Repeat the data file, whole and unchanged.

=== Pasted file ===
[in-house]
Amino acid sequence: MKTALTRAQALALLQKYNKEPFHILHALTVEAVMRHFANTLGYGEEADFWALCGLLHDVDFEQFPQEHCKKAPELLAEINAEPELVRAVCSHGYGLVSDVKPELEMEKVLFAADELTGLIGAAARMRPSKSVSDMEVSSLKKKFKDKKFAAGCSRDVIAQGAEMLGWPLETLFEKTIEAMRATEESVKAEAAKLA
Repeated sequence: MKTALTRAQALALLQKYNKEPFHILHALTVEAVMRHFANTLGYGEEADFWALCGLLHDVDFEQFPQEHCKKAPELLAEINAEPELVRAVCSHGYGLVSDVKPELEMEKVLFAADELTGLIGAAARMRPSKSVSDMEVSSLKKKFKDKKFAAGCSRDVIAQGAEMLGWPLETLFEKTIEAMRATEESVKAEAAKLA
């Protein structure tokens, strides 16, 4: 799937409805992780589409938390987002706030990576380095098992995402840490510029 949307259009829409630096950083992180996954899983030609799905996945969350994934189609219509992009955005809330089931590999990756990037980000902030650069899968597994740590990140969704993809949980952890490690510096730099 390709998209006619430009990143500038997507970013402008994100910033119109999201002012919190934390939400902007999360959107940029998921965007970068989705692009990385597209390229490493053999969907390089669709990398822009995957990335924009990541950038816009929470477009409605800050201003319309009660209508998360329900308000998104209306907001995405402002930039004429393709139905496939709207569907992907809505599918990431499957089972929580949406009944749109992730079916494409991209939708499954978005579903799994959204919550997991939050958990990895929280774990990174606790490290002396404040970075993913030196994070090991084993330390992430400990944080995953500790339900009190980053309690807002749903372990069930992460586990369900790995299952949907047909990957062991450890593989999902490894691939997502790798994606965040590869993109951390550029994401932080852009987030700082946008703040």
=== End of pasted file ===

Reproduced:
[in-house]
Amino acid sequence: MKTALTRAQALALLQKYNKEPFHILHALTVEAVMRHFANTLGYGEEADFWALCGLLHDVDFEQFPQEHCKKAPELLAEINAEPELVRAVCSHGYGLVSDVKPELEMEKVLFAADELTGLIGAAARMRPSKSVSDMEVSSLKKKFKDKKFAAGCSRDVIAQGAEMLGWPLETLFEKTIEAMRATEESVKAEAAKLA
Repeated sequence: MKTALTRAQALALLQKYNKEPFHILHALTVEAVMRHFANTLGYGEEADFWALCGLLHDVDFEQFPQEHCKKAPELLAEINAEPELVRAVCSHGYGLVSDVKPELEMEKVLFAADELTGLIGAAARMRPSKSVSDMEVSSLKKKFKDKKFAAGCSRDVIAQGAEMLGWPLETLFEKTIEAMRATEESVKAEAAKLA
């Protein structure tokens, strides 16, 4: 799937409805992780589409938390987002706030990576380095098992995402840490510029 949307259009829409630096950083992180996954899983030609799905996945969350994934189609219509992009955005809330089931590999990756990037980000902030650069899968597994740590990140969704993809949980952890490690510096730099 390709998209006619430009990143500038997507970013402008994100910033119109999201002012919190934390939400902007999360959107940029998921965007970068989705692009990385597209390229490493053999969907390089669709990398822009995957990335924009990541950038816009929470477009409605800050201003319309009660209508998360329900308000998104209306907001995405402002930039004429393709139905496939709207569907992907809505599918990431499957089972929580949406009944749109992730079916494409991209939708499954978005579903799994959204919550997991939050958990990895929280774990990174606790490290002396404040970075993913030196994070090991084993330390992430400990944080995953500790339900009190980053309690807002749903372990069930992460586990369900790995299952949907047909990957062991450890593989999902490894691939997502790798994606965040590869993109951390550029994401932080852009987030700082946008703040």